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How to Raise Clematis


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Clematis is a genus that includes about 250 species. It’s a member of the buttercup (Ranunculaceae) family, which is composed of deciduous climbing plants with woody stems. Some of these plants are even evergreen. Depending upon the species, clematis may begin blooming in spring to late summer. Flower color, size and form also vary by species. Some varieties of this hardy plant can reach up to 30 feet tall.

Difficulty:
Moderate

Instructions

things you’ll need:
  • Compost or manure
  • Mulch material
  • 15-5-5 fertilizer
    1. A trellis can help clematis climb upward.

      Find a site. Clematis need at least six hours of full sun per day to bloom optimally. They also need a location in which air can flow easily about the plant. Moreover, they should not be planted near large tree roots, which can interfere with their development. If you want your clematis plant to twine upward, find a spot where you can safely position a trellis or stake.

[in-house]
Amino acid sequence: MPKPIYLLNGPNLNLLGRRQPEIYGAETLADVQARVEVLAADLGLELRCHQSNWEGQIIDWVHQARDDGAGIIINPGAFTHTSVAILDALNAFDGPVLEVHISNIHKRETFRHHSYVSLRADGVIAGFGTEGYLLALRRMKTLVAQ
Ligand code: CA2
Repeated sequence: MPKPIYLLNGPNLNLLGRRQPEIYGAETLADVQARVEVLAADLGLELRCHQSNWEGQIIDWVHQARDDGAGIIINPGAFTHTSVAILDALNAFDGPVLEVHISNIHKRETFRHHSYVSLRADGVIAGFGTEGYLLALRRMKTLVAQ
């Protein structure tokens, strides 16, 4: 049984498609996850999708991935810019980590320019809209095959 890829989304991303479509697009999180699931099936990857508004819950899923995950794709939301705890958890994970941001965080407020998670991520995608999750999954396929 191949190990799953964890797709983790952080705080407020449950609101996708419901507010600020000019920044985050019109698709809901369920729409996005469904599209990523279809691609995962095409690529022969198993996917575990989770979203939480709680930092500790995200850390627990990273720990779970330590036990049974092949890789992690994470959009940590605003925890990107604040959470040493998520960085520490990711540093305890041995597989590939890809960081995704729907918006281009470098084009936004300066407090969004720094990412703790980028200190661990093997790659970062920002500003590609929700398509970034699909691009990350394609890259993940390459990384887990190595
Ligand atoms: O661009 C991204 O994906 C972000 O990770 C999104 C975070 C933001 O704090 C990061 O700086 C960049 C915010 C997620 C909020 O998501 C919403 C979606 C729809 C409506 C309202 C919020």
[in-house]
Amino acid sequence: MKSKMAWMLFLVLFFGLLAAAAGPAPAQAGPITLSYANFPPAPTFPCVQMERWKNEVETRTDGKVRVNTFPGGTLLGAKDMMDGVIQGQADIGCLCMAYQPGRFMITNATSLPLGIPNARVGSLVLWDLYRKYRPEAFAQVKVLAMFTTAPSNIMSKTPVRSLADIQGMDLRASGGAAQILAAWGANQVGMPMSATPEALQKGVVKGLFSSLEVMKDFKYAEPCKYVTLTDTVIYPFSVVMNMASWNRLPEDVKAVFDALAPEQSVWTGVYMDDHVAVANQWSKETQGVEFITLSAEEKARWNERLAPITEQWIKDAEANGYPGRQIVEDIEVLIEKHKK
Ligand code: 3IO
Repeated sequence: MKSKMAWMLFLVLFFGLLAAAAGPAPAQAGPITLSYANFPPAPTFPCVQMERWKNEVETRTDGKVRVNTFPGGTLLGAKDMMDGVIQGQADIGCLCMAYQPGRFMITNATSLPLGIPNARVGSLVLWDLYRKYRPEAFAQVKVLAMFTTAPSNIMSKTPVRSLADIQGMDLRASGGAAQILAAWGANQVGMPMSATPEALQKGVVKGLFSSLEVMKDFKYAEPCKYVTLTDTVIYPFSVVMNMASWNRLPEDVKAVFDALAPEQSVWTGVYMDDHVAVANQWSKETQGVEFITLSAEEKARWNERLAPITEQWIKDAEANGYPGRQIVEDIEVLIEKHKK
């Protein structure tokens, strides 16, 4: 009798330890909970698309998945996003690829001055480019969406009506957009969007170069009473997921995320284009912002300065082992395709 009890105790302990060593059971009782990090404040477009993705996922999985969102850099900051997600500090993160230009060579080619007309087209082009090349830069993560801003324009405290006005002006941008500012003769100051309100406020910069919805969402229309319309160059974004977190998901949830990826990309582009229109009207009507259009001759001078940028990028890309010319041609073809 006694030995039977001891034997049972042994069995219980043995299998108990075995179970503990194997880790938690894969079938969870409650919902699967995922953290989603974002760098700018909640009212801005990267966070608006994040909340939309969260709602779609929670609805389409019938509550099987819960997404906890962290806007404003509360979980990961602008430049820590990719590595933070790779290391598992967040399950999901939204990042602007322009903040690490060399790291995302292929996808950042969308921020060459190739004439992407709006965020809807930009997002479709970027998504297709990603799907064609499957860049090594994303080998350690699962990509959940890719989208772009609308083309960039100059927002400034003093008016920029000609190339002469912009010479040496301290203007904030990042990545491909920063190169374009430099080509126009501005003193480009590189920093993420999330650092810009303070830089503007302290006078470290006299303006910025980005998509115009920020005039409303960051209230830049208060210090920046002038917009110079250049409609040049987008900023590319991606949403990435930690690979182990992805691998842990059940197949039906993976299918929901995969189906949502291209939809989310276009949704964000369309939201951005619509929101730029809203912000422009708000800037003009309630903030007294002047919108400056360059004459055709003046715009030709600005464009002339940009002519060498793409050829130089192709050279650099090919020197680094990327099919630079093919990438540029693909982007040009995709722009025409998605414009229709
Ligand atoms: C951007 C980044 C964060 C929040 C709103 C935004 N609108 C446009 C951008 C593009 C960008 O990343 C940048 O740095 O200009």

2. Prep the soil. Prepare an area 2 feet deep by 3 feet wide for best results. Fill two-thirds with soil and one-third with compost or rotted manure.
    3. Plant the vine. Create a hole that is large enough for the plant’s roots. Plant the crown an inch or two below the surface of the soil. Fill in the area around the plant with soil and pat down the soil firmly.
    4. Water the clematis. Thorough watering immediately after planting helps the root system to begin the process of taking up nutrients from the soil. During the plant’s growing season — which varies according to species — it needs around an inch of water each week. If rainfall totals in your area suffice, you do not need to water in addition. During the first year after planting, you may not notice much vine growth; blooms may be few or nonexistent.
    5. Mulch helps clematis roots stay cool.

      Mulch the plant. Mulching helps keep the roots of your clematis vine cool. Apply a 2-inch layer around the base of the plant.

    6. Fertilize the plant. Ohio State University Extension recommends applying 8 oz. of 15-5-5 fertilizer to the 50-square-foot area around the plant. Once it is clear that the plant is growing well — that is, when the vine is getting visibly longer and blooms develop — fertilizer may not be necessary.

Tips & Warnings

  • If you are planting bare-root clematis, soak the roots in water for an hour before placing them in the ground.

  • Clematis vines have been known to climb over and virtually conceal fences, railings and even mailboxes. To control clematis growth, prune the plants yearly. Pruning techniques vary according to when (during the year) the clematis begins producing flowers.

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